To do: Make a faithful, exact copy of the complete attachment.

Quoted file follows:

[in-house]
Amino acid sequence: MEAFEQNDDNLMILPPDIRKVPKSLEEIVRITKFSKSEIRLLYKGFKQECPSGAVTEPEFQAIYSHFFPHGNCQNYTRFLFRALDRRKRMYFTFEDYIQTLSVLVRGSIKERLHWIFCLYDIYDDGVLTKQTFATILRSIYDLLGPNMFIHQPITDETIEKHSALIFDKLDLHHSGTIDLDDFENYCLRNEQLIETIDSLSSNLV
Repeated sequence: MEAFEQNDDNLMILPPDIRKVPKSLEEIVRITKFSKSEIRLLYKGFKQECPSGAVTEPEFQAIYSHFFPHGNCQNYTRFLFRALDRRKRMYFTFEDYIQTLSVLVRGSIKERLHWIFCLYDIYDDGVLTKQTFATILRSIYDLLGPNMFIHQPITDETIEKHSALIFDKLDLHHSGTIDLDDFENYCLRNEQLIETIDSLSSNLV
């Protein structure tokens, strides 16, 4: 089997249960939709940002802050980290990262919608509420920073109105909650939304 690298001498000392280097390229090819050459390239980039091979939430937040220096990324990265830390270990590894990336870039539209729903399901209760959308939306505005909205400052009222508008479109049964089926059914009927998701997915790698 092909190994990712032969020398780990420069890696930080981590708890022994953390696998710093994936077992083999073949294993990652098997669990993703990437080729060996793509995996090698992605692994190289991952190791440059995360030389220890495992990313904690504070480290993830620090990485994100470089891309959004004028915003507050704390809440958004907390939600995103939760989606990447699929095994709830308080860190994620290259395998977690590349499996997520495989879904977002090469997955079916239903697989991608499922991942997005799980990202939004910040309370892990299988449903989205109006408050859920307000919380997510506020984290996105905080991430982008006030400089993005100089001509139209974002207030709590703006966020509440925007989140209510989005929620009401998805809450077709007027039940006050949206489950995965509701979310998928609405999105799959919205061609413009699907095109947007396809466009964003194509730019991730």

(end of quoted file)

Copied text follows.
[in-house]
Amino acid sequence: MEAFEQNDDNLMILPPDIRKVPKSLEEIVRITKFSKSEIRLLYKGFKQECPSGAVTEPEFQAIYSHFFPHGNCQNYTRFLFRALDRRKRMYFTFEDYIQTLSVLVRGSIKERLHWIFCLYDIYDDGVLTKQTFATILRSIYDLLGPNMFIHQPITDETIEKHSALIFDKLDLHHSGTIDLDDFENYCLRNEQLIETIDSLSSNLV
Repeated sequence: MEAFEQNDDNLMILPPDIRKVPKSLEEIVRITKFSKSEIRLLYKGFKQECPSGAVTEPEFQAIYSHFFPHGNCQNYTRFLFRALDRRKRMYFTFEDYIQTLSVLVRGSIKERLHWIFCLYDIYDDGVLTKQTFATILRSIYDLLGPNMFIHQPITDETIEKHSALIFDKLDLHHSGTIDLDDFENYCLRNEQLIETIDSLSSNLV
């Protein structure tokens, strides 16, 4: 089997249960939709940002802050980290990262919608509420920073109105909650939304 690298001498000392280097390229090819050459390239980039091979939430937040220096990324990265830390270990590894990336870039539209729903399901209760959308939306505005909205400052009222508008479109049964089926059914009927998701997915790698 092909190994990712032969020398780990420069890696930080981590708890022994953390696998710093994936077992083999073949294993990652098997669990993703990437080729060996793509995996090698992605692994190289991952190791440059995360030389220890495992990313904690504070480290993830620090990485994100470089891309959004004028915003507050704390809440958004907390939600995103939760989606990447699929095994709830308080860190994620290259395998977690590349499996997520495989879904977002090469997955079916239903697989991608499922991942997005799980990202939004910040309370892990299988449903989205109006408050859920307000919380997510506020984290996105905080991430982008006030400089993005100089001509139209974002207030709590703006966020509440925007989140209510989005929620009401998805809450077709007027039940006050949206489950995965509701979310998928609405999105799959919205061609413009699907095109947007396809466009964003194509730019991730």